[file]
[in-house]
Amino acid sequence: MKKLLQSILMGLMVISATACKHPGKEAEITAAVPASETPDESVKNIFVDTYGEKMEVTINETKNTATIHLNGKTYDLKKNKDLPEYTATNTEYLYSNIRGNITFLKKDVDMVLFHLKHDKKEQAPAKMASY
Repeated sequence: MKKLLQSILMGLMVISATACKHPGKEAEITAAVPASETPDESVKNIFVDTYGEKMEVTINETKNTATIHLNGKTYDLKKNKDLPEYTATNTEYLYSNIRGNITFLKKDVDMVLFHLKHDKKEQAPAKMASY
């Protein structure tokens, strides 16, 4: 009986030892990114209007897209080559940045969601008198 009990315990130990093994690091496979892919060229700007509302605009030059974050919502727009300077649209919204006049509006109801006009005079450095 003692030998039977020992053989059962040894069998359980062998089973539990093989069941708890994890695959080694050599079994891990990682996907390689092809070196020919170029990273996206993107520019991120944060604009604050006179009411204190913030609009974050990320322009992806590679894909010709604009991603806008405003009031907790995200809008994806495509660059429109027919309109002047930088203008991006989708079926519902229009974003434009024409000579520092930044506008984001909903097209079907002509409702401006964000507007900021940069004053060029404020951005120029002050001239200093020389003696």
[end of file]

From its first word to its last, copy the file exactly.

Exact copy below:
[in-house]
Amino acid sequence: MKKLLQSILMGLMVISATACKHPGKEAEITAAVPASETPDESVKNIFVDTYGEKMEVTINETKNTATIHLNGKTYDLKKNKDLPEYTATNTEYLYSNIRGNITFLKKDVDMVLFHLKHDKKEQAPAKMASY
Repeated sequence: MKKLLQSILMGLMVISATACKHPGKEAEITAAVPASETPDESVKNIFVDTYGEKMEVTINETKNTATIHLNGKTYDLKKNKDLPEYTATNTEYLYSNIRGNITFLKKDVDMVLFHLKHDKKEQAPAKMASY
């Protein structure tokens, strides 16, 4: 009986030892990114209007897209080559940045969601008198 009990315990130990093994690091496979892919060229700007509302605009030059974050919502727009300077649209919204006049509006109801006009005079450095 003692030998039977020992053989059962040894069998359980062998089973539990093989069941708890994890695959080694050599079994891990990682996907390689092809070196020919170029990273996206993107520019991120944060604009604050006179009411204190913030609009974050990320322009992806590679894909010709604009991603806008405003009031907790995200809008994806495509660059429109027919309109002047930088203008991006989708079926519902229009974003434009024409000579520092930044506008984001909903097209079907002509409702401006964000507007900021940069004053060029404020951005120029002050001239200093020389003696």